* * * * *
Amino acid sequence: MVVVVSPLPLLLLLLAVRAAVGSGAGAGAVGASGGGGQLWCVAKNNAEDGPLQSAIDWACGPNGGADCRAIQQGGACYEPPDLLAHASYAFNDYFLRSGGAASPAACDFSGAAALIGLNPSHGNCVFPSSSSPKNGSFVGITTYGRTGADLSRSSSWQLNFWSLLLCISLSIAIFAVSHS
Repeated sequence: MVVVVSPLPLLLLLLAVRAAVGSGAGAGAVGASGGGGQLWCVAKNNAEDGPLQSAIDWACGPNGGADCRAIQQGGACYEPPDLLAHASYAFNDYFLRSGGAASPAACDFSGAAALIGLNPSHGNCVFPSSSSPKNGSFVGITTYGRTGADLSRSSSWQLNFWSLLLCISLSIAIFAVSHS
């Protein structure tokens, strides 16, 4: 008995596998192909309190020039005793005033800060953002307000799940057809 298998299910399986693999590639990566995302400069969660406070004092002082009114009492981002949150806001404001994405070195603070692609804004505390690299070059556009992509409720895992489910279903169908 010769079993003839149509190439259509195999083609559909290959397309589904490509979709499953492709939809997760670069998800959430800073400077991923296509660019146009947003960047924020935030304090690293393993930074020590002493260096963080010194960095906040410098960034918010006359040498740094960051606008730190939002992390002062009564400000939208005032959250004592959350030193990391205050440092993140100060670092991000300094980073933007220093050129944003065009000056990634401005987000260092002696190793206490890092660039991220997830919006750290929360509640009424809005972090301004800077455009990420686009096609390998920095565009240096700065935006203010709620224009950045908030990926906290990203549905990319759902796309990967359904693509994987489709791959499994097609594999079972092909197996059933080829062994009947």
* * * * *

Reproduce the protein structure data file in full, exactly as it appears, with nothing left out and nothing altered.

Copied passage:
Amino acid sequence: MVVVVSPLPLLLLLLAVRAAVGSGAGAGAVGASGGGGQLWCVAKNNAEDGPLQSAIDWACGPNGGADCRAIQQGGACYEPPDLLAHASYAFNDYFLRSGGAASPAACDFSGAAALIGLNPSHGNCVFPSSSSPKNGSFVGITTYGRTGADLSRSSSWQLNFWSLLLCISLSIAIFAVSHS
Repeated sequence: MVVVVSPLPLLLLLLAVRAAVGSGAGAGAVGASGGGGQLWCVAKNNAEDGPLQSAIDWACGPNGGADCRAIQQGGACYEPPDLLAHASYAFNDYFLRSGGAASPAACDFSGAAALIGLNPSHGNCVFPSSSSPKNGSFVGITTYGRTGADLSRSSSWQLNFWSLLLCISLSIAIFAVSHS
């Protein structure tokens, strides 16, 4: 008995596998192909309190020039005793005033800060953002307000799940057809 298998299910399986693999590639990566995302400069969660406070004092002082009114009492981002949150806001404001994405070195603070692609804004505390690299070059556009992509409720895992489910279903169908 010769079993003839149509190439259509195999083609559909290959397309589904490509979709499953492709939809997760670069998800959430800073400077991923296509660019146009947003960047924020935030304090690293393993930074020590002493260096963080010194960095906040410098960034918010006359040498740094960051606008730190939002992390002062009564400000939208005032959250004592959350030193990391205050440092993140100060670092991000300094980073933007220093050129944003065009000056990634401005987000260092002696190793206490890092660039991220997830919006750290929360509640009424809005972090301004800077455009990420686009096609390998920095565009240096700065935006203010709620224009950045908030990926906290990203549905990319759902796309990967359904693509994987489709791959499994097609594999079972092909197996059933080829062994009947």